—Oswald Chambers, My Utmost for His Highest (14 July,"Suffering Afflictions and Going the Second Mile")
This gets me to thinking about self-pity, a frequent indulgence of mine. Isn't it always a sin? I'm beginning to think so. And I mean sin (both here and elsewhere) not just as "something bad I do," but further in the sense of choosing to live something that isn't true. That's an understanding of sin that goes powerfully beyond mere moralism—one of the most compelling reasons for Christians to walk in freedom from sin is that we know and are known by the Truth, and that ain't it.
So, knowing who I am in Christ, am I ever to be pitied? I am a child of the King, and all that He has is mine. No good thing is withheld from me. Does that sound like someone to be pitied?
That doesn't mean there aren't losses or suffering or mourning. That, too, is a part of the blessing, of my identity, of the truth—knowing who I am in Christ, should I ever run from suffering? Do I have anything to fear from it? Because I know there is much to be gained there, a sweet fellowship with my Lord that He invites me into.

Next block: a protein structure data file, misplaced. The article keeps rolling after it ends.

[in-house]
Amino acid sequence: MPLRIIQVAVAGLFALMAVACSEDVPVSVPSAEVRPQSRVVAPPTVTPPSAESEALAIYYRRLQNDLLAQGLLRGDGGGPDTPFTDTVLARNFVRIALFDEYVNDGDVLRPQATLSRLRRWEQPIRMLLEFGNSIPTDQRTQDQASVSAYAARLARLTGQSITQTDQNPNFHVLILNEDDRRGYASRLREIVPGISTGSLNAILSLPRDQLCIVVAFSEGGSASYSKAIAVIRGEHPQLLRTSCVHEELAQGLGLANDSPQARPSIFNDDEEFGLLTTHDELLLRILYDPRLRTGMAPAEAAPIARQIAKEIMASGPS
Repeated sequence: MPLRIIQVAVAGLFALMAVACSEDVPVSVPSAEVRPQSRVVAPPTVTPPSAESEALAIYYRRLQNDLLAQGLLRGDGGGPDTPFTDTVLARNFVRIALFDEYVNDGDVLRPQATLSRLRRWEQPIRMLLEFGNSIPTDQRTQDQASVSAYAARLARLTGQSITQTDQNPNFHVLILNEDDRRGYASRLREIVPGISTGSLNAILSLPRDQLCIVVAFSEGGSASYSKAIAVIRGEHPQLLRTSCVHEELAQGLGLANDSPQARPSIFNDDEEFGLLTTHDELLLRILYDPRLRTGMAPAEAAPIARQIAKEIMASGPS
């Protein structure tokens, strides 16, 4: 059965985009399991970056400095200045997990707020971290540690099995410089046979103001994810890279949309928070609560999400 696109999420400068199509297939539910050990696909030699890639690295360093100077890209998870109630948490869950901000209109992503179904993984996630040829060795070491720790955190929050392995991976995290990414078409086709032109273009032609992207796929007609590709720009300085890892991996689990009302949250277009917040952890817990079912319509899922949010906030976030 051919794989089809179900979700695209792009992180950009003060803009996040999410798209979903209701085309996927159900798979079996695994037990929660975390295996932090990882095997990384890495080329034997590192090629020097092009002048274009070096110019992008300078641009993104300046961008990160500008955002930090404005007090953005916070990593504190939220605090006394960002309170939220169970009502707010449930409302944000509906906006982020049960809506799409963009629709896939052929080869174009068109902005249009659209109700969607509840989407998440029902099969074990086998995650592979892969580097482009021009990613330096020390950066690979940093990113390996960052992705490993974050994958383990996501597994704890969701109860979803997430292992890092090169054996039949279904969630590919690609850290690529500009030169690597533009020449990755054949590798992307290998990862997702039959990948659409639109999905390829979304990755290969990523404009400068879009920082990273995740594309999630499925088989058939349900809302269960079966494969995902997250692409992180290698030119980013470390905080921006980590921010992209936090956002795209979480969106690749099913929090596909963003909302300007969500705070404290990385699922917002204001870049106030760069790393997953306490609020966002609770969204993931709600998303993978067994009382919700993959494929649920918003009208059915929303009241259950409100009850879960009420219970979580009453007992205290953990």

Even so, part of me is afraid to pray these truths be realized in my life. I'm afraid of running out—of time, of energy, of money, of love. I'm afraid of being left behind, of the possibility that, when all is said and done, maybe I'm still an orphan rather than a son, that I'll have nothing if I don't look out for myself and grab what I can. I'm afraid that He isn't my Abba, or He isn't strong enough, or good enough to give me all that's been promised, anything I could ever imagine or desire or hope. Giving leads to suffering because I am limited, and that still scares me.
If I follow Him anyway, letting Him speak the truth against my fears, I can rest assured that the second mile is coming, that I'll be feeling the sting on both of my cheeks to come. The truth says, "Bring it."